from “The Author as Producer” by Walter Benjamin; address delivered at the Institute for the Study of Fascism, Paris, on 27 April 1934
from “Understanding Brecht” trans. Anna Bostock, intro. Stanley Mitchell, pub. Verso 1983
You will remember how Plato, in his project for a Republic, deals with writers. In the interests of the community, he denies them the right to dwell therein. Plato had a high opinion of the power of literature. But he thought it harmful and superfluous – in a perfect community, be it understood. Since Plato, the question of the writer’s right to exist has not often been raised with the same emphasis; today, however, it arises once more. Of course it only seldom arises in this form. But all of you are more or less conversant with it in a different form, that of the question of the writer’s autonomy: his freedom to write just what he pleases. You an not inclined to grant him this autonomy. You believe that the present social situation forces him to decide in whose service he wishes to place his activity. The bourgeois author of entertainment literature does not acknowledge this choice. You prove to him that, without admitting it, he is working in the service of certain class interests. A progressive type of writer does acknowledge this choice. His decision is made upon the basis of the class struggle: he places himself on the side of the proletariat. And that’s the end of his autonomy. He directs his activity towards what will be useful to the proletariat in the class struggle. This is usually called pursuing a tendency, or ‘commitment’.
Here you have the key word around which a debate has been going on for a long time. You are familiar with it, and so you know how unfruitful this debate has been. For the fact is that this debate has never got beyond a boring ‘on-the-one-hand’, ‘on-the-other-hand’: on the one hand one must demand the right tendency (or commitment) from a writer’s work, on the other hand one is entitled to expect his work to be of a high quality. This formula is, of course, unsatisfactory so long as we have not understood the precise nature of the relationship which exists between the two factors, commitment and quality. One can declare that a work which exhibits the right tendency need show no further quality. Or one can decree that a work which exhibits the right tendency must, of necessity, show every other quality as well.
This second formulation is not without interest; more, it is correct. I make it my own. But in doing so I refuse to decree it. This assertion must be proved. And it is for my attempt to prove it that I now ask for your attention. – You may object that this is a rather special, indeed a far-fetched subject. You may ask whether I hope to advance the study of fascism with such a demonstration. – That is indeed my intention. For I hope to be able to show you that the concept of commitment, in the perfunctory form in which it generally occurs in the debate I have just mentioned, is a totally inadequate instrument of political literary criticism. I should like to demonstrate to you that the tendency of a work of literature can be politically correct only if it is also correct in the literary sense. That means that the tendency which is politically correct includes a literary tendency. And let me add at once: this literary tendency, which is implicitly or explicitly included in every correct political tendency, this and nothing else makes up the quality of a work. It is because of this that the correct political tendency of a work extends also to its literary quality: because a political tendency which is correct comprises a literary tendency which is correct.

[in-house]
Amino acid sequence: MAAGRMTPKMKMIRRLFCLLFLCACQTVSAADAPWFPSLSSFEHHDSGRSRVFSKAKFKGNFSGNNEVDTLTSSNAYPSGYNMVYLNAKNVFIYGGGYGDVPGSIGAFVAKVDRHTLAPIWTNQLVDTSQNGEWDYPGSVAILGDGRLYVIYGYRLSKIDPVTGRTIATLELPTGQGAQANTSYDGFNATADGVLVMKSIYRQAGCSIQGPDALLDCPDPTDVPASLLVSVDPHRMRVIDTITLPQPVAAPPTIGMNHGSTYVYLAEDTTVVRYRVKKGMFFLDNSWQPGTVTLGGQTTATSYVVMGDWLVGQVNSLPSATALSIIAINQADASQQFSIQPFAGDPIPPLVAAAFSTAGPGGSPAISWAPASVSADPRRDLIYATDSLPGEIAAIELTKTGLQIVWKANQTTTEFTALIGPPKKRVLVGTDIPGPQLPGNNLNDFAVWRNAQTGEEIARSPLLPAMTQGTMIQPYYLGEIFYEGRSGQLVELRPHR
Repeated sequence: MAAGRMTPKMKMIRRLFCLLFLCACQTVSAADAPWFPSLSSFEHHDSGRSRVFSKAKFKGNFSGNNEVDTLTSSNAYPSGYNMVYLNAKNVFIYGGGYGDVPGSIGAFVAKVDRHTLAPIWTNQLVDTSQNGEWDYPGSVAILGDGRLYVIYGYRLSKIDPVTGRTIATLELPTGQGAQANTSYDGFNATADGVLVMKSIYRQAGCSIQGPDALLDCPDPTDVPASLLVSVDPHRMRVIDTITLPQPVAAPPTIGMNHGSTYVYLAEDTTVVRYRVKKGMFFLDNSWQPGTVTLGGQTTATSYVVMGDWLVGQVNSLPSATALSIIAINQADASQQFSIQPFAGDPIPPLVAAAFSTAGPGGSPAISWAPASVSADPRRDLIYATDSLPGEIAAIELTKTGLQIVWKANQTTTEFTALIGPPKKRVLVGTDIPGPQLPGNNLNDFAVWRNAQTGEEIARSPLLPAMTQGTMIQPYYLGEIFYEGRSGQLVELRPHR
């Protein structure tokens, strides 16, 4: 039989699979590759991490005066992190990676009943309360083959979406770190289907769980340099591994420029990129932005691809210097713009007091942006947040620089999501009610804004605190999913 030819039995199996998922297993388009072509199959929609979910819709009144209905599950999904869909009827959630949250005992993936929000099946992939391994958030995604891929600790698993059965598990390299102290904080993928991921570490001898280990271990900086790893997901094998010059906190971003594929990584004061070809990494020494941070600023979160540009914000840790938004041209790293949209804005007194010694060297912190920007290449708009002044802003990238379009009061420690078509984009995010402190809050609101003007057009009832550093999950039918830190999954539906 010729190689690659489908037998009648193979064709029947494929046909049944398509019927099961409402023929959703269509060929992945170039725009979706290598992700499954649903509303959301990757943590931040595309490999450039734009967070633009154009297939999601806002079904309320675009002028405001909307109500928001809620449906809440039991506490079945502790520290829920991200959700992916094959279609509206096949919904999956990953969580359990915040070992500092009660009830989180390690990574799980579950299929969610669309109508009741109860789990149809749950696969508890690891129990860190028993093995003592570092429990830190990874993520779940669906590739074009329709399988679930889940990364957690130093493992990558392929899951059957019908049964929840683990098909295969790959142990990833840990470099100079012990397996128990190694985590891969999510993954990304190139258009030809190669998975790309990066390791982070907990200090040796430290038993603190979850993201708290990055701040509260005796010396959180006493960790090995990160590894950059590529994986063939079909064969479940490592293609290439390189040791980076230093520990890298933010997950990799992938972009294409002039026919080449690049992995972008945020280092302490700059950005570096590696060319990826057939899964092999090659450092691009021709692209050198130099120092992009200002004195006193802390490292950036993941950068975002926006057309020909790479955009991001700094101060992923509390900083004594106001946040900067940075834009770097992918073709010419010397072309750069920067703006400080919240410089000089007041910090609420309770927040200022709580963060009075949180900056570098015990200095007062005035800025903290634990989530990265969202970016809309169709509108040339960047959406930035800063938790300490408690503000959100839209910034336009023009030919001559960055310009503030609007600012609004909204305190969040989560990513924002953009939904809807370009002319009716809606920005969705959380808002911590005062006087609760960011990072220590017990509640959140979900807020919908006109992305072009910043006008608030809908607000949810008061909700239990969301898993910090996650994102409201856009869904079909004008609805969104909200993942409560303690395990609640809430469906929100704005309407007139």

I hope to be able to promise you that this assertion will presently become clearer. For the moment allow me to interject that I could have chosen a different point of departure for the considerations I wish to put before you. I began with the unfruitful debate concerning the relationship between the tendency and the quality of literary works. This argument is discredited, and rightly so. It is regarded as a textbook example of an attempt to deal with literary relationships undialectically, with stereotypes. But what if we treat the same problem dialectically?
For the dialectical treatment of this problem – and now I come to the heart of the matter – the rigid, isolated object (work, novel, book) is of no use whatsoever. It must be inserted into the context of living social relations. You rightly point out that this has been undertaken time and again in the circle of our friends. Certainly. But the discussion has often moved on directly to larger issues and therefore, of necessity, has often drifted into vagueness. Social relations, as we know, are determined by production relations. And when materialist criticism approached a work, it used to ask what was the position of that work vis a-vis the social production relations of its time. That is an important question. But also a very difficult one. The answer to it is not always unequivocal. And I should now like to propose a more immediate question for your consideration. A question which is somewhat more modest, which goes less far; but which, it seems to me, stands a better chance of being answered. Instead of asking: what is the position of a work vis-a-vis the productive relations of its time, does it underwrite these relations, is it reactionary, or does it aspire to overthrow them, is it revolutionary? – instead of this question, or at any rate before this question, I should like to propose a different one. Before I ask: what is a work’s position vis-a-vis the production relations of its time; I should like to ask: what is its position within them? This question concerns the function of a work within the literary production relations of its time. In other words, it is directly concerned with literary technique.